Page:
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From a software architecture perspective, are there major issues with using Salesforce as an application's single source of truth?


Context: We are building the software architecture for a high touch service. For example, imagine that our service sells very expensive life insurance. Our process looks like this:

  1. A user submits their information on our site.
  2. One of our representatives calls that user to gather additional information, updating the user record as necessary.
  3. Over a series weeks our representatives call out to the client to gather additional information, again updating the user record as necessary.

I'm considering two possible architectures:

  1. Relational Database (e.g. Postgres) with a custom portal (React).
  2. Salesforce

The advantage of Salesforce is that we would get a user facing UI out of the box. We can customize the data model to the same degree we could with Postgres. And we can write and read from the DB just as we could with Postgres by using Salesforce APIs.

It doesn't seem like this architecture is at all common though, which leads to my question. From a software architecture perspective, are there major issues with using Salesforce as an application's single source of truth?

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  • For those who downvoted, can you tell me why? That way I can try and restructure it. Commented Dec 20, 2019 at 20:15
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    This is a valid software engineering question, but too broad for the opinion of most of the community members here. However, I am sure it can be answered in a concise manner by telling you the keypoints, so IMHO I don't think this is really too broad.
    – Doc Brown
    Commented Dec 23, 2019 at 8:49

3 Answers 3

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The elephant in the room when building a long-living system on a non-standard platform of a third party is always the risk of

Vendor lock-in

Even if you are satisfied by the platform today, it fulfills all your requirements and think the cost/benefit relationship looks good now, once you built a lot of applications on top-of it, you cannot easily switch to another platform later. This is especially true for SaaS solutions like Salesforce, as described here, for example. What you build on such a platform cannot easily be ported or migrated to a different platform, not without rewriting most of the components again from scratch.

This can easily lead to a situation where you may run into trouble, if

  • the vendor decides to increase its pricing heavily for the next update, or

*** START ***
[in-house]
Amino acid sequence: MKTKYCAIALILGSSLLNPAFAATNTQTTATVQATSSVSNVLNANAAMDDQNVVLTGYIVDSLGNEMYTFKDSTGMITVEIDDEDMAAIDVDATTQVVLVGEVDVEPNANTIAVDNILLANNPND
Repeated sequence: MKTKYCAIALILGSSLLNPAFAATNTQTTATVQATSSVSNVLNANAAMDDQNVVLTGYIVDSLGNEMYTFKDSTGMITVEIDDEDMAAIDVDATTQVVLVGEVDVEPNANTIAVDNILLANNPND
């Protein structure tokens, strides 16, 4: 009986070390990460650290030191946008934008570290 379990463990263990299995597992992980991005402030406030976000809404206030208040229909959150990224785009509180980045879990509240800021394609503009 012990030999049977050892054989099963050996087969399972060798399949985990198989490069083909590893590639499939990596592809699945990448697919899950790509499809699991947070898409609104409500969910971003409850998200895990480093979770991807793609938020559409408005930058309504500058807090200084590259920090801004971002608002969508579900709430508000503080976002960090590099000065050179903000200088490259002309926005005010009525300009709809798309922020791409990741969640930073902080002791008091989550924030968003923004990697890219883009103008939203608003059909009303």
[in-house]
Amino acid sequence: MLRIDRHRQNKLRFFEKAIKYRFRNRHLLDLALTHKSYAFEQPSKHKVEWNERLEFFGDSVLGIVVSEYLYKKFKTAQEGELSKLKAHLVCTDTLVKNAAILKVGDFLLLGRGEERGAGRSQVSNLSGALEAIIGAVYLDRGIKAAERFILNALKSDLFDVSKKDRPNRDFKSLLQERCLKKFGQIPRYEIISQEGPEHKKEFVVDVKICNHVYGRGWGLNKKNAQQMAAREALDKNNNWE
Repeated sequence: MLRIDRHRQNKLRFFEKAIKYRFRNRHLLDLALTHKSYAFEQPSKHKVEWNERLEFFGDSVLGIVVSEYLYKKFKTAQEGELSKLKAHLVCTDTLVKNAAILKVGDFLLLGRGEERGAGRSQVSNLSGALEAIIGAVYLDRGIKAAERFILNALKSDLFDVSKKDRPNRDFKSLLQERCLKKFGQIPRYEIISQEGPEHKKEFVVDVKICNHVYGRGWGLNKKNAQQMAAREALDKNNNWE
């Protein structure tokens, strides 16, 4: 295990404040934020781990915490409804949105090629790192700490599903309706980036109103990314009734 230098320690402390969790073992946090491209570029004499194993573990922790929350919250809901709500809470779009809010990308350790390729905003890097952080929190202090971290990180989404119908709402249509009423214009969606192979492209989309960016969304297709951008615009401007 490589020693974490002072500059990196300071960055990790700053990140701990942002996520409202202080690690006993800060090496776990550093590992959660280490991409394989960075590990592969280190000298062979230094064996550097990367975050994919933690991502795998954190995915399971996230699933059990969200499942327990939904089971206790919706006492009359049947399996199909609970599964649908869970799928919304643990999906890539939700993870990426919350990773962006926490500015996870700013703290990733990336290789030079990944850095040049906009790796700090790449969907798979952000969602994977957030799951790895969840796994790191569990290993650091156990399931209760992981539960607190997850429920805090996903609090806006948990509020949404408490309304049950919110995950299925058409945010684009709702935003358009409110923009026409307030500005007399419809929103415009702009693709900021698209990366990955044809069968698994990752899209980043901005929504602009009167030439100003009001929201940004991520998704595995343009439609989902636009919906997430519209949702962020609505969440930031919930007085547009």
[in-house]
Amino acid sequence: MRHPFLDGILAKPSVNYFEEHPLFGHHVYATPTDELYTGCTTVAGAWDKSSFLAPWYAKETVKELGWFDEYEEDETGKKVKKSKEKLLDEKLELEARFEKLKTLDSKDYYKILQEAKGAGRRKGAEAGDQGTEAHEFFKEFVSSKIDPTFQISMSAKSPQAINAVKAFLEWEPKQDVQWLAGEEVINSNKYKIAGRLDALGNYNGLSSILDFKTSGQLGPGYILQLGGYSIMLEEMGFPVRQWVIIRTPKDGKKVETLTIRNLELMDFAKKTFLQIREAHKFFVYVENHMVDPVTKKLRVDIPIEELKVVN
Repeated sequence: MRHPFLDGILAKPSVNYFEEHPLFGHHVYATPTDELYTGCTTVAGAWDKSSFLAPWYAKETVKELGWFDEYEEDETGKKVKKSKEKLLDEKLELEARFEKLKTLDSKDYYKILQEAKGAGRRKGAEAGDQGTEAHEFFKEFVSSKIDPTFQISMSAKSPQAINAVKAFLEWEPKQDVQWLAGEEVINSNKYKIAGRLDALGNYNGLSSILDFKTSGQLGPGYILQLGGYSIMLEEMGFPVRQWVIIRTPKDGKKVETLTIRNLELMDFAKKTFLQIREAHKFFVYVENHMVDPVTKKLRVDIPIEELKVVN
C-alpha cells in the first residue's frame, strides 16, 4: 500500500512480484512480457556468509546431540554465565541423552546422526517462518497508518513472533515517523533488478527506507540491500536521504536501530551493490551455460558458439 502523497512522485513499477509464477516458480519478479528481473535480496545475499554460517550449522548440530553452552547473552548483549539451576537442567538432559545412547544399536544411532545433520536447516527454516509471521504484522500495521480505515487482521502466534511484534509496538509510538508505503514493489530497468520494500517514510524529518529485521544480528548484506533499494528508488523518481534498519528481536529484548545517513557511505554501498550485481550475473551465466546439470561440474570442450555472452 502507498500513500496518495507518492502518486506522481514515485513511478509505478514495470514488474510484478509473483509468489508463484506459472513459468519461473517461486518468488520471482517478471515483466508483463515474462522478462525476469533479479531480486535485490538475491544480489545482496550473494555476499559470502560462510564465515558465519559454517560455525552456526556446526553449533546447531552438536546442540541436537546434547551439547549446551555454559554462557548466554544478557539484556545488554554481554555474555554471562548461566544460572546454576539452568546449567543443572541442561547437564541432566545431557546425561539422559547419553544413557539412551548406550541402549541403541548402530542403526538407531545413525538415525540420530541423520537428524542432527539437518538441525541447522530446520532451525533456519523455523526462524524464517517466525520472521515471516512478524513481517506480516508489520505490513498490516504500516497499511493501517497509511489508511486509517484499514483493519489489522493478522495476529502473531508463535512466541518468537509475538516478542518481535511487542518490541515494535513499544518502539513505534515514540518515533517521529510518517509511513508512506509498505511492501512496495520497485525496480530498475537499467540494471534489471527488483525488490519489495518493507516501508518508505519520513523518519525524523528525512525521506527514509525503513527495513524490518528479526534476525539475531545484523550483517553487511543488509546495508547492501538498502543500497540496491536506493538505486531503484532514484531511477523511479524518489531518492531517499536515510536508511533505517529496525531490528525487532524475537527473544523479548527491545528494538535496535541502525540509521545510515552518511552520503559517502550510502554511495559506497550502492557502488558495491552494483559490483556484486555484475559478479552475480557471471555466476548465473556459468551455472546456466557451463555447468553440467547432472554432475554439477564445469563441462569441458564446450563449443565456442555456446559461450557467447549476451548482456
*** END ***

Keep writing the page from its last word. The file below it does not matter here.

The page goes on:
• vanishes from the market, or

  • some of the core components do not provide the quality or features any more your business requires.

On the other hand, it is often not affordable to build everything you need from scratch just to avoid the lock-in effect, and you may have to trust at least a few 3rd-party vendors. This is usually a trade-off, and often living with a certain vendor lock-in can be the right decision for ones situation. But it is always a good idea to invest some thoughts into whom you trust there, and if you can at least mitigate the effects of becoming dependend on a specific vendor.

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It doesn't seem like this architecture is at all common though, which leads to my question. From a software architecture perspective, are there major issues with using Salesforce as an application's single source of truth?

It's actually pretty common. Many companies rely on external vendors to plug-and-play systems, getting the benefits you mentioned. Except that over time, you may have additional feature requirements in the future which may not fit into the model.

You will want to evaluate the possibility of additional requirements in the future. If you need flexibility for the future, then explore whether you can design an interface where Salesforce is one of many implementations.

For example, imagine that our service sells very expensive life insurance.

Also if this is indeed the case, you may also want to evaluate the possibility of regulatory requirements that require you to store user / policy data in a certain format / location. Making your vendor the SSOT tends to sacrifice this control.

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Before you plan out external applications using Salesforce API's as a database, please check if you will be well within the API usage limits in 24 hour periods as well as for concurrency. If you need more than that, use your own db. https://developer.salesforce.com/docs/atlas.en-us.salesforce_app_limits_cheatsheet.meta/salesforce_app_limits_cheatsheet/salesforce_app_limits_platform_api.htm

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